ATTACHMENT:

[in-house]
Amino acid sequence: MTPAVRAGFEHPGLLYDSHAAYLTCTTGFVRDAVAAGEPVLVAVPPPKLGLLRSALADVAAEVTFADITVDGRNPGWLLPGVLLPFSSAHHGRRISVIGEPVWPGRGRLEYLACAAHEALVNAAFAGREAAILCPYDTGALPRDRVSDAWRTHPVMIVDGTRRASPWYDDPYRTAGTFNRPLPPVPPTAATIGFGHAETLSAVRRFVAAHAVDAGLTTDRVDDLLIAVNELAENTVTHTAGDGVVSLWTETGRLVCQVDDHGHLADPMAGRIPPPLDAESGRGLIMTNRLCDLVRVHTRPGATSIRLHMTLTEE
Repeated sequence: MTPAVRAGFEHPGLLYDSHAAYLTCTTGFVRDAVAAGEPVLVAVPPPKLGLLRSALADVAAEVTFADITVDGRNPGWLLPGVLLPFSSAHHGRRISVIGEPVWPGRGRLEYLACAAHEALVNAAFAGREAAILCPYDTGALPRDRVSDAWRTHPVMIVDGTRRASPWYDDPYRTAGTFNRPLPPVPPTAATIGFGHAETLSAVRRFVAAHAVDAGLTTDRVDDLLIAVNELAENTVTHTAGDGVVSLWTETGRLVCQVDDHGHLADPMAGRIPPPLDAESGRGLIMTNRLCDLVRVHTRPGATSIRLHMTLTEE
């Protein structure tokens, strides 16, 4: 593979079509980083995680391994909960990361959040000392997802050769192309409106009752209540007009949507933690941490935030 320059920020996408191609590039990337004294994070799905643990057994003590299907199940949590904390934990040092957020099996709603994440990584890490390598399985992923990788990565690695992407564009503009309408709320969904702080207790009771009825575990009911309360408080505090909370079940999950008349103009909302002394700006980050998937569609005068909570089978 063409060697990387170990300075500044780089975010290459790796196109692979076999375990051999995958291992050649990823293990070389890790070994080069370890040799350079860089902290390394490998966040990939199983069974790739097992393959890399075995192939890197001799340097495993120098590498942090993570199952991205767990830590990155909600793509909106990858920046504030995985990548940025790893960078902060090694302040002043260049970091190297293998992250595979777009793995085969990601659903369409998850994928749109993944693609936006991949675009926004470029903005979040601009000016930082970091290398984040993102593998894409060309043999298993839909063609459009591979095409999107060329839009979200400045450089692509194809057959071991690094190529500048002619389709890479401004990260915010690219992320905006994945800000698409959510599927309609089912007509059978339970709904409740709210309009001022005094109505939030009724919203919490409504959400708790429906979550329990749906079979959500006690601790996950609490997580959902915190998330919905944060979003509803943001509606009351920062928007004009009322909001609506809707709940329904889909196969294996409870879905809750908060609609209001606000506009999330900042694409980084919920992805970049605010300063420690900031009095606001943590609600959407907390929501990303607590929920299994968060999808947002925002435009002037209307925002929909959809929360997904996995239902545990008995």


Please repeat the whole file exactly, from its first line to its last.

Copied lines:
[in-house]
Amino acid sequence: MTPAVRAGFEHPGLLYDSHAAYLTCTTGFVRDAVAAGEPVLVAVPPPKLGLLRSALADVAAEVTFADITVDGRNPGWLLPGVLLPFSSAHHGRRISVIGEPVWPGRGRLEYLACAAHEALVNAAFAGREAAILCPYDTGALPRDRVSDAWRTHPVMIVDGTRRASPWYDDPYRTAGTFNRPLPPVPPTAATIGFGHAETLSAVRRFVAAHAVDAGLTTDRVDDLLIAVNELAENTVTHTAGDGVVSLWTETGRLVCQVDDHGHLADPMAGRIPPPLDAESGRGLIMTNRLCDLVRVHTRPGATSIRLHMTLTEE
Repeated sequence: MTPAVRAGFEHPGLLYDSHAAYLTCTTGFVRDAVAAGEPVLVAVPPPKLGLLRSALADVAAEVTFADITVDGRNPGWLLPGVLLPFSSAHHGRRISVIGEPVWPGRGRLEYLACAAHEALVNAAFAGREAAILCPYDTGALPRDRVSDAWRTHPVMIVDGTRRASPWYDDPYRTAGTFNRPLPPVPPTAATIGFGHAETLSAVRRFVAAHAVDAGLTTDRVDDLLIAVNELAENTVTHTAGDGVVSLWTETGRLVCQVDDHGHLADPMAGRIPPPLDAESGRGLIMTNRLCDLVRVHTRPGATSIRLHMTLTEE
């Protein structure tokens, strides 16, 4: 593979079509980083995680391994909960990361959040000392997802050769192309409106009752209540007009949507933690941490935030 320059920020996408191609590039990337004294994070799905643990057994003590299907199940949590904390934990040092957020099996709603994440990584890490390598399985992923990788990565690695992407564009503009309408709320969904702080207790009771009825575990009911309360408080505090909370079940999950008349103009909302002394700006980050998937569609005068909570089978 063409060697990387170990300075500044780089975010290459790796196109692979076999375990051999995958291992050649990823293990070389890790070994080069370890040799350079860089902290390394490998966040990939199983069974790739097992393959890399075995192939890197001799340097495993120098590498942090993570199952991205767990830590990155909600793509909106990858920046504030995985990548940025790893960078902060090694302040002043260049970091190297293998992250595979777009793995085969990601659903369409998850994928749109993944693609936006991949675009926004470029903005979040601009000016930082970091290398984040993102593998894409060309043999298993839909063609459009591979095409999107060329839009979200400045450089692509194809057959071991690094190529500048002619389709890479401004990260915010690219992320905006994945800000698409959510599927309609089912007509059978339970709904409740709210309009001022005094109505939030009724919203919490409504959400708790429906979550329990749906079979959500006690601790996950609490997580959902915190998330919905944060979003509803943001509606009351920062928007004009009322909001609506809707709940329904889909196969294996409870879905809750908060609609209001606000506009999330900042694409980084919920992805970049605010300063420690900031009095606001943590609600959407907390929501990303607590929920299994968060999808947002925002435009002037209307925002929909959809929360997904996995239902545990008995």